Remote Automatic Weather Stations (RAWS)

There are nearly 2,200 interagency Remote Automatic Weather Stations (RAWS) strategically located throughout the United States. These stations monitor the weather and provide weather data that assists land management agencies with a variety of projects such as monitoring air quality, rating fire danger, and providing information for research applications.


Most of the stations owned by the wildland fire agencies are placed in locations where they can monitor fire danger. RAWS units collect, store, and forward data to a computer system at the National Interagency Fire Center (NIFC) in Boise, Idaho, via the Geostationary Operational Environmental Satellite (GOES). The GOES is operated by the National Oceanic and Atmospheric Administration (NOAA). The data is automatically forwarded to several other computer systems including the Weather Information Management System (WIMS) and the Western Regional Climate Center (WRCC) in Reno, Nevada.

Fire managers use this data to predict fire behavior and monitor fuels; resource managers use the data to monitor environmental conditions. Locations of RAWS stations can be searched online courtesy of the Western Regional Climate Center.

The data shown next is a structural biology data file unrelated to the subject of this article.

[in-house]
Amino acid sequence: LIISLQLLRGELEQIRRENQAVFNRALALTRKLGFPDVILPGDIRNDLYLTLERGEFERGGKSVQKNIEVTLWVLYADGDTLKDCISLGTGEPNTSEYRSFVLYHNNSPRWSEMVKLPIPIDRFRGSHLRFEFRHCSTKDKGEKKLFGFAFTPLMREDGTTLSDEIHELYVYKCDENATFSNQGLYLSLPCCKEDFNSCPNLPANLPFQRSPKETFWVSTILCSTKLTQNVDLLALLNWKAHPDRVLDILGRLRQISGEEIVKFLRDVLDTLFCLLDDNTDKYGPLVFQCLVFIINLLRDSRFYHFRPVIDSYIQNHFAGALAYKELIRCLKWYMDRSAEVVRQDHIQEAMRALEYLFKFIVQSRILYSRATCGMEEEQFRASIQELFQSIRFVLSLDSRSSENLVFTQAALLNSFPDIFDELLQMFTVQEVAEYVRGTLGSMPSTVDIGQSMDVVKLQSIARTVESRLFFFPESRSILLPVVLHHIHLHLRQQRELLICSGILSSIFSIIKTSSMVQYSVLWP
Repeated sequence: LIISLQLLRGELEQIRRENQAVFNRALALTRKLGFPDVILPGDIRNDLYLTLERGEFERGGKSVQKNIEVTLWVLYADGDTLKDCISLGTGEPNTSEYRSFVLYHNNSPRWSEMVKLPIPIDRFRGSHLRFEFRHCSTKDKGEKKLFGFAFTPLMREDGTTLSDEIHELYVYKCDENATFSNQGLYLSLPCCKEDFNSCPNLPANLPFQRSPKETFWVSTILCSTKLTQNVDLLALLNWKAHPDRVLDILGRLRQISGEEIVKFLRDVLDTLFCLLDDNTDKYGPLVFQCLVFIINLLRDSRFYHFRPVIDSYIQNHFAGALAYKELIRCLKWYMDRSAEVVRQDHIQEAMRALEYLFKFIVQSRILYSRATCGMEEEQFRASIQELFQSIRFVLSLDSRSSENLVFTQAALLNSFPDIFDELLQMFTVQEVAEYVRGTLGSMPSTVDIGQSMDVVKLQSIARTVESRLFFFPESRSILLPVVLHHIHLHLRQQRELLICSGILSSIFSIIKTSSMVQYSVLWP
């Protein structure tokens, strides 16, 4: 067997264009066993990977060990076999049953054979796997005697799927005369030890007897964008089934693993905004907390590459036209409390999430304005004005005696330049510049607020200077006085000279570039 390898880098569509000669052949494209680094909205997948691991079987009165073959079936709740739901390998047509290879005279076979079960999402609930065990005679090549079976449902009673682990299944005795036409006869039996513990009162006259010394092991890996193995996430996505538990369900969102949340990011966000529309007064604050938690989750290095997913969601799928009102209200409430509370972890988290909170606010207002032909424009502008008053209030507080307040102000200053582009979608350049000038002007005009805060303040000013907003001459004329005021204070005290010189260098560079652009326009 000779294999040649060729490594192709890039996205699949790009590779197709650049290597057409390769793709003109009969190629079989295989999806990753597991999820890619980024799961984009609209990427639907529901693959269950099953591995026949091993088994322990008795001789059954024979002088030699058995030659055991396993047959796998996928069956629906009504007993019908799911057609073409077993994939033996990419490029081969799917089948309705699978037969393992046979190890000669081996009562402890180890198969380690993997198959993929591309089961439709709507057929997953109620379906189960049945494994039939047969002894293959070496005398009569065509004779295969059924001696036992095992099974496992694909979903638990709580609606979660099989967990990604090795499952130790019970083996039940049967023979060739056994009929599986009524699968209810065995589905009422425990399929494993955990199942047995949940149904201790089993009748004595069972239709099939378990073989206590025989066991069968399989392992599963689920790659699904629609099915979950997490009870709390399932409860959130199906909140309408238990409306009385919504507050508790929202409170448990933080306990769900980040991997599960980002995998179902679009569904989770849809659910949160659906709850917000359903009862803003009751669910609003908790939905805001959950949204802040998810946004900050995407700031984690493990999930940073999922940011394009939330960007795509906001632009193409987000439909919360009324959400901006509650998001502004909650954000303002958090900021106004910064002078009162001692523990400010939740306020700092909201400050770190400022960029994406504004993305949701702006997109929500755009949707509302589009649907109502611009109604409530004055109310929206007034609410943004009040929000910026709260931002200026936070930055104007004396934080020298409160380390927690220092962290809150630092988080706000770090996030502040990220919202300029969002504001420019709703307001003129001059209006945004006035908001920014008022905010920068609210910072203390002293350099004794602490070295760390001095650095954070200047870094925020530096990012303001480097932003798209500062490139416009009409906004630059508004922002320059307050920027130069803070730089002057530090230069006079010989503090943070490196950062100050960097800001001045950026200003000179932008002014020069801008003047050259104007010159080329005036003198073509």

Jan 18, 2018 

CS2 Standard G5 or G6 GOES Transmitter Mandatory Firmware Update

In Nov 2017, FTS posted a customer service bulletin notifying customers that purchased a CS2 Standard G5 or G6 GOES Transmitter of a mandatory firmware update. This update addresses issues that could potentially cause Dataloggers to log data using erroneous dates and the transmitter GPS not updating to the correct UTC offset time affecting the transmission times. This service update must be completed as soon as possible and no later than midnight UTC, April 6, 2019.

To expedite this firmware update within the RAWS interagency community a USB thumb drive, with the required firmware and instructions to install and properly document the update, will be sent to every agency or district office that places a parts order through the RSFWSU depot. RAWS Help Desk personnel will also be available to answer questions and provide any assistance with the update.

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Q: What steps should I take to ensure I have the right grounding/lightning protection for my RAWS station?

A: Both direct and indirect lightning strikes generate massive electromagnetic fields inducing voltages far beyond what electronic equipment can safely handle and can damage a RAWS station that isn’t properly grounded and protected.

The RSFWSU Depot recommends contacting the equipment manufacturer of your RAWS station to determine the proper lightning protection for your system.

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